And in the modern day? Bunhill Fields still exists, but as a public park managed by the City of London.  Around 2,000 monuments and head stones still remain, but the grizzly spectacle of public executions has long since finished. 

Sunday, 18 October 2015

Cats and Law in Medieval Times

There is a long association between cats and the law, with some dating back to the 10th century and the laws of Howel Dda.
Detail from the book of the Law of Howel Dda
"Dda" means "good".

The King of South Wales, Howel Dda, perceived that the customs of his beloved kingdom were open to abuse. His solution was to call together a meeting of noblemen, archbishops, and bishops to create a framework of binding laws. During Lent, the company spent time together fasting and praying. The King then selected 12 of the wisest men to work with a doctor of law, Blegywryd, to examine the resulting legislation for soundness.
The Laws of Howel Dda

It was decided that because of Wales’ large size (remember this is over a 1,000 years ago when travel was either on foot or horseback, so the distances must have seemed immense) three different groups, or Codes, of laws were needed. These were the Vendotian, Dimetian, and Gwentian Codes.
In these Codes there are several interesting laws pertaining to cats.

For a start, a cat was one of the necessary components required to make up a community. It was written that a lawful hamlet consisted of nine buildings, one kiln, one plough, one cock, one bull, one horse, and one cat. (Notice the omission of dogs and horses).
In the Dimetian Code it states that if husband and wife separate, then the husband get the cat! That is unless there were several cats in the household, then the man got first pick of the felines and the wife the rest.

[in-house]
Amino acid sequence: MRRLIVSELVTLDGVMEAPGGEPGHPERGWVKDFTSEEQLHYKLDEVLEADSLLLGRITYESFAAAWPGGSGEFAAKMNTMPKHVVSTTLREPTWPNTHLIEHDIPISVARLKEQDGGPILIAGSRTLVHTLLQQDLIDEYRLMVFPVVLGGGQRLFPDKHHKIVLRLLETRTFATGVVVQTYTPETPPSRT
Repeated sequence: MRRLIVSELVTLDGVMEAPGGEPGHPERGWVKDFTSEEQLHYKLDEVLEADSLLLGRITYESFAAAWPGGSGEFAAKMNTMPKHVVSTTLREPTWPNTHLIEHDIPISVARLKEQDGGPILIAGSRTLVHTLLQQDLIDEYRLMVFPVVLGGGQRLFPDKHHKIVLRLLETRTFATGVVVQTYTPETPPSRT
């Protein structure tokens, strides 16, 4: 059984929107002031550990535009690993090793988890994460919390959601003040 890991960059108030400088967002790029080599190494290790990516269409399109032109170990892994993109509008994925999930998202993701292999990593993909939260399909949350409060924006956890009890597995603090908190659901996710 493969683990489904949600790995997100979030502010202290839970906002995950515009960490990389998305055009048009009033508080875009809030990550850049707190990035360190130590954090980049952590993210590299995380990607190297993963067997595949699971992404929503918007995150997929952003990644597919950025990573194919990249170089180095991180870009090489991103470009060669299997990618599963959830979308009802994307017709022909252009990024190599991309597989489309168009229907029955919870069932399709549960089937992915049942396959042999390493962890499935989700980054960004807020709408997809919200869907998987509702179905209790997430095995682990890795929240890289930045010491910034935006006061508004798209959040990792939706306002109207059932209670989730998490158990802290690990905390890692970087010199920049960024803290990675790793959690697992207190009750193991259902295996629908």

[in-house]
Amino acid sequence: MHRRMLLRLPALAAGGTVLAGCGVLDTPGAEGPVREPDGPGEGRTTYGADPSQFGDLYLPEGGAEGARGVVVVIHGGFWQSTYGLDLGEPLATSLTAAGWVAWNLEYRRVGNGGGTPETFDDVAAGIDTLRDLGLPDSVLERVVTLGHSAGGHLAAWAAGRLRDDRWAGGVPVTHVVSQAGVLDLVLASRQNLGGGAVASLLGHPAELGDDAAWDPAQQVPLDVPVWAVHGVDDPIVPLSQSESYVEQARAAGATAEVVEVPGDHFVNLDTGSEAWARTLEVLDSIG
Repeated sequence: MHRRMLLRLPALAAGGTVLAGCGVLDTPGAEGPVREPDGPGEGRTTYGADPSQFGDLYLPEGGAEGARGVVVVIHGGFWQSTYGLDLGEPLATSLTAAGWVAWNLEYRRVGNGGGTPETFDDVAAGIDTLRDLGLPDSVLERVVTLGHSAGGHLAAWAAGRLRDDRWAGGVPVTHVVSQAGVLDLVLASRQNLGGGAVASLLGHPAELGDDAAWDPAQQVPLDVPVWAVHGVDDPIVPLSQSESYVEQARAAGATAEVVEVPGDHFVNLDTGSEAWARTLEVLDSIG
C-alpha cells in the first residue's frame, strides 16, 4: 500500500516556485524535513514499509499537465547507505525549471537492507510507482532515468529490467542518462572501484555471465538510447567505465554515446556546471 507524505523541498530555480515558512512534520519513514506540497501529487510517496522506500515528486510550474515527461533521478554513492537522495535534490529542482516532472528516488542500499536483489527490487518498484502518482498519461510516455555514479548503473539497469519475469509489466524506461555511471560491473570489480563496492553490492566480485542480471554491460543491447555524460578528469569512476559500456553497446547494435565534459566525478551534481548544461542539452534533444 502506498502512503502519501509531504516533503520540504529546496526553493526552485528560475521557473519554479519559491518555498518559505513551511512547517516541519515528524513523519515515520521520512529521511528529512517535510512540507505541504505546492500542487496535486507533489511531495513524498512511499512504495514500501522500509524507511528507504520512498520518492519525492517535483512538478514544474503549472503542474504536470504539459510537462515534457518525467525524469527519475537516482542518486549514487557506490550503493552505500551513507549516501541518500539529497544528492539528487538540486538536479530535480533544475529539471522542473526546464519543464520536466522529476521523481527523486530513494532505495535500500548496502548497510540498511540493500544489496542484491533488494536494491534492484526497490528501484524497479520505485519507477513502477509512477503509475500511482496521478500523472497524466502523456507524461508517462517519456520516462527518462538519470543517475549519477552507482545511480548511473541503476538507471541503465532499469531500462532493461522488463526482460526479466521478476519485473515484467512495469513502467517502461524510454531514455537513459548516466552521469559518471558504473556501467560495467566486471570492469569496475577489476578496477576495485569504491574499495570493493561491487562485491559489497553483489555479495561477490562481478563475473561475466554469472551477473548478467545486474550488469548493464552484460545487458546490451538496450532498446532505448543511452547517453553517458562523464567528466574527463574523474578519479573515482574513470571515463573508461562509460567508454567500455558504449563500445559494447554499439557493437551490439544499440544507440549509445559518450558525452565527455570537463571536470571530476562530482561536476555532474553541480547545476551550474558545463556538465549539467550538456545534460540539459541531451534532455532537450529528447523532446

When selling a cat, again according to the Dimetian Code it was the vendor’s responsibility to vouch that the cat won’t go out caterwauling every night (!) but is a good mouser with a full set of teeth and claws, and a good mother to her kittens.
The Gwentian Code writes about the qualities of a cat, which was basically to be perfect in tooth, tail, and claw, and (here is the bizarre bit) without ‘marks of fire’. Again, for understandable reasons a cat was also to be a good mouser and mouser – and not caterwaul every moon.

Each cat also had a price. The penalty for killing a cat was four pence. But for a cat that guards a house or barn, the miscreant must pay the equivalent amount of good wheat required to bury a cat that hanging by its tail tip so her nose touched the ground.
The Venedotian Code gives a more detailed account of how much a cat was worth.

“A cat from the night it is kittened until it shall open its eyes is a legal penny,
From that time until it shall kill mice, two legal pence,
And after it shall kill mice, four legal pence.”

To put this in perspective, one penny was equivalent to a lamb, kid or goose, whilst four pence would buy a sheep or goat. All of which makes me wonder how common cats were in 10th century Wales. After all, you have only to think of how quickly a large feral cat population can become established in our cities, to understand how readily cats breed. For cats to be prized as highly as a sheep – an animal which produces both wool and meat – it makes me suspect our feline friends were much more rare than in the modern age. 

Sunday, 11 October 2015

Black Cats: Lucky or Unlucky?

I’m guardian to a black cat: Lucky for me but not so lucky for the mice he eats (they don’t see him coming.)

“It is a very unfortunate thing for a man to meet…an ill-favoured woman, a rough-footed hen, a shag-haired dog, or a black cat.” 1620 Anon

In the UK the image of a black cat is commonly used as a notation for good luck, but this hasn’t always been the case. Indeed, whether a cat brings good fortune or bad depends on location, historical period, and the circumstances.

For example, at the beginning of the 20th century in Yorkshire fishing village it said a black cat brought good luck when strolling through the village, but was a bad omen on-board ship. Interestingly, having a horseshoe (another symbol of good luck) also became a harbinger of doom when on a ship, so perhaps water brings about a reversal of fortune.

But oh the inconsistencies!
In 1890, John Nicholson wrote about local folklore and observed:
“It is considered lucky to have [own] a black cat, but unlucky to meet one.”

It seems the situation in which you encounter the cat matters, and there are a number of superstitions that are influenced by the cat’s ‘direction of travel’. For example, a black cat crossing your path is lucky, but to drive a cat away from your door is unlucky.